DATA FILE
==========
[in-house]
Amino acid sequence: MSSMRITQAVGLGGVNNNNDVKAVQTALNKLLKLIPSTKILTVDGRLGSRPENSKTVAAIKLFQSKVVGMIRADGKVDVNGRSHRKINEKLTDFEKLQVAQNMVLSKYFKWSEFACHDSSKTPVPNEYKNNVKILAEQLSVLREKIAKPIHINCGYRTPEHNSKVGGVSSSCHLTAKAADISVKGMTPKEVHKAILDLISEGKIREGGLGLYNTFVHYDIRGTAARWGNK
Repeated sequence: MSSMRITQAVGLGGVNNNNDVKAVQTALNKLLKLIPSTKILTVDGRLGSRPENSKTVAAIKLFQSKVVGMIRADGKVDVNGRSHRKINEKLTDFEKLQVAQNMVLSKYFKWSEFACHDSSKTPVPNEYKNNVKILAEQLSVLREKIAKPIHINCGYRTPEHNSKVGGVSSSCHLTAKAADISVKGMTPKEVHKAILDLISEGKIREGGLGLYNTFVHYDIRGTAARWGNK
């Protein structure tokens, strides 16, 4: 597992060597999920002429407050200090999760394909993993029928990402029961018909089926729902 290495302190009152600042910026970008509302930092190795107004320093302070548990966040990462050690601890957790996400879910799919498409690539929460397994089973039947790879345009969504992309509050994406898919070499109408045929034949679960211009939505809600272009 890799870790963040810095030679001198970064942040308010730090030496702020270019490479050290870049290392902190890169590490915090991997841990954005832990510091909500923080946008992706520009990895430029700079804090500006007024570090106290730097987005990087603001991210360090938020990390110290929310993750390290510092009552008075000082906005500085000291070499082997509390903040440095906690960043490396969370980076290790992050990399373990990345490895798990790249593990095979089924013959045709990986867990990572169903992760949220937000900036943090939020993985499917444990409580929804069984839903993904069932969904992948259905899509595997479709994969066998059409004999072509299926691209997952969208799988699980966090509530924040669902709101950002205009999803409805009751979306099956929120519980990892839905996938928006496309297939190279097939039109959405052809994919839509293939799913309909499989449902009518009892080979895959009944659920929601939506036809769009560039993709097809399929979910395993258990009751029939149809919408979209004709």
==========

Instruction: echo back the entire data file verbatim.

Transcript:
[in-house]
Amino acid sequence: MSSMRITQAVGLGGVNNNNDVKAVQTALNKLLKLIPSTKILTVDGRLGSRPENSKTVAAIKLFQSKVVGMIRADGKVDVNGRSHRKINEKLTDFEKLQVAQNMVLSKYFKWSEFACHDSSKTPVPNEYKNNVKILAEQLSVLREKIAKPIHINCGYRTPEHNSKVGGVSSSCHLTAKAADISVKGMTPKEVHKAILDLISEGKIREGGLGLYNTFVHYDIRGTAARWGNK
Repeated sequence: MSSMRITQAVGLGGVNNNNDVKAVQTALNKLLKLIPSTKILTVDGRLGSRPENSKTVAAIKLFQSKVVGMIRADGKVDVNGRSHRKINEKLTDFEKLQVAQNMVLSKYFKWSEFACHDSSKTPVPNEYKNNVKILAEQLSVLREKIAKPIHINCGYRTPEHNSKVGGVSSSCHLTAKAADISVKGMTPKEVHKAILDLISEGKIREGGLGLYNTFVHYDIRGTAARWGNK
């Protein structure tokens, strides 16, 4: 597992060597999920002429407050200090999760394909993993029928990402029961018909089926729902 290495302190009152600042910026970008509302930092190795107004320093302070548990966040990462050690601890957790996400879910799919498409690539929460397994089973039947790879345009969504992309509050994406898919070499109408045929034949679960211009939505809600272009 890799870790963040810095030679001198970064942040308010730090030496702020270019490479050290870049290392902190890169590490915090991997841990954005832990510091909500923080946008992706520009990895430029700079804090500006007024570090106290730097987005990087603001991210360090938020990390110290929310993750390290510092009552008075000082906005500085000291070499082997509390903040440095906690960043490396969370980076290790992050990399373990990345490895798990790249593990095979089924013959045709990986867990990572169903992760949220937000900036943090939020993985499917444990409580929804069984839903993904069932969904992948259905899509595997479709994969066998059409004999072509299926691209997952969208799988699980966090509530924040669902709101950002205009999803409805009751979306099956929120519980990892839905996938928006496309297939190279097939039109959405052809994919839509293939799913309909499989449902009518009892080979895959009944659920929601939506036809769009560039993709097809399929979910395993258990009751029939149809919408979209004709």